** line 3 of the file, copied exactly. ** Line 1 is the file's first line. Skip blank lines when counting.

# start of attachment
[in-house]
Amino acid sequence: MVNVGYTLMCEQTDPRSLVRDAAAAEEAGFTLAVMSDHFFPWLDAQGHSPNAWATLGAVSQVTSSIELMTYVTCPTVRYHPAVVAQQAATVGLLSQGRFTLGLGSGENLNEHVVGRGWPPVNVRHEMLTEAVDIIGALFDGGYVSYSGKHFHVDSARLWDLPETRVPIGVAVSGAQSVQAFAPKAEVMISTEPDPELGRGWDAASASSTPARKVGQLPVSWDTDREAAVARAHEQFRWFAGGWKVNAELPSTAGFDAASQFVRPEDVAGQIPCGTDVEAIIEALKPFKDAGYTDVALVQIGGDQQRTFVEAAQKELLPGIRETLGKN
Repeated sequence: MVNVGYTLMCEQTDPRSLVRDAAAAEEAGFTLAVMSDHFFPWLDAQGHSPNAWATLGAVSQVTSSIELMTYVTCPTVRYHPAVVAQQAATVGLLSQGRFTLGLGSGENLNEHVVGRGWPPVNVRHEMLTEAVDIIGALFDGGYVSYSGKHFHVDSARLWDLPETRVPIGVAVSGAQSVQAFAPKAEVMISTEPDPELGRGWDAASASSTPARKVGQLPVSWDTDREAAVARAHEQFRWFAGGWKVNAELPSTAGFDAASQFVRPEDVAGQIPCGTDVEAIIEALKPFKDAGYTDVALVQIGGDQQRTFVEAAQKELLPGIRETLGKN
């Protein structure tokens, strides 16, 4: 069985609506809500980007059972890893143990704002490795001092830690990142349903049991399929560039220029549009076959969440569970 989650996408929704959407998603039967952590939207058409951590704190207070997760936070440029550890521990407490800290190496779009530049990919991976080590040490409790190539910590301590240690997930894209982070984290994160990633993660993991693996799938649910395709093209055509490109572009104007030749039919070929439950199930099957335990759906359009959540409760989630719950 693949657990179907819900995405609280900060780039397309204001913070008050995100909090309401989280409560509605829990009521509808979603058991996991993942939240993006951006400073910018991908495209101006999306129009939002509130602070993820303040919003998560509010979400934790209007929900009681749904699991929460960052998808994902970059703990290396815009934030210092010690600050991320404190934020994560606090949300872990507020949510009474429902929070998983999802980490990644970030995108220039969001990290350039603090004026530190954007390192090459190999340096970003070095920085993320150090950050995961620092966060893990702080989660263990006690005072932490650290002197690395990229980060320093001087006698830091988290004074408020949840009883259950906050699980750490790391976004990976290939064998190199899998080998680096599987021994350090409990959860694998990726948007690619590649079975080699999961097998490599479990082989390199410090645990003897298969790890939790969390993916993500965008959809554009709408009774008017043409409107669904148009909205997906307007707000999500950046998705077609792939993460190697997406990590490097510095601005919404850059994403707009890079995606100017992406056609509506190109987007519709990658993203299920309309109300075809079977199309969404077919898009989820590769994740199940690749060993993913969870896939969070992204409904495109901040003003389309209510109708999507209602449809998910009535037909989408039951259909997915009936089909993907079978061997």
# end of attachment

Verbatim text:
Repeated sequence: MVNVGYTLMCEQTDPRSLVRDAAAAEEAGFTLAVMSDHFFPWLDAQGHSPNAWATLGAVSQVTSSIELMTYVTCPTVRYHPAVVAQQAATVGLLSQGRFTLGLGSGENLNEHVVGRGWPPVNVRHEMLTEAVDIIGALFDGGYVSYSGKHFHVDSARLWDLPETRVPIGVAVSGAQSVQAFAPKAEVMISTEPDPELGRGWDAASASSTPARKVGQLPVSWDTDREAAVARAHEQFRWFAGGWKVNAELPSTAGFDAASQFVRPEDVAGQIPCGTDVEAIIEALKPFKDAGYTDVALVQIGGDQQRTFVEAAQKELLPGIRETLGKN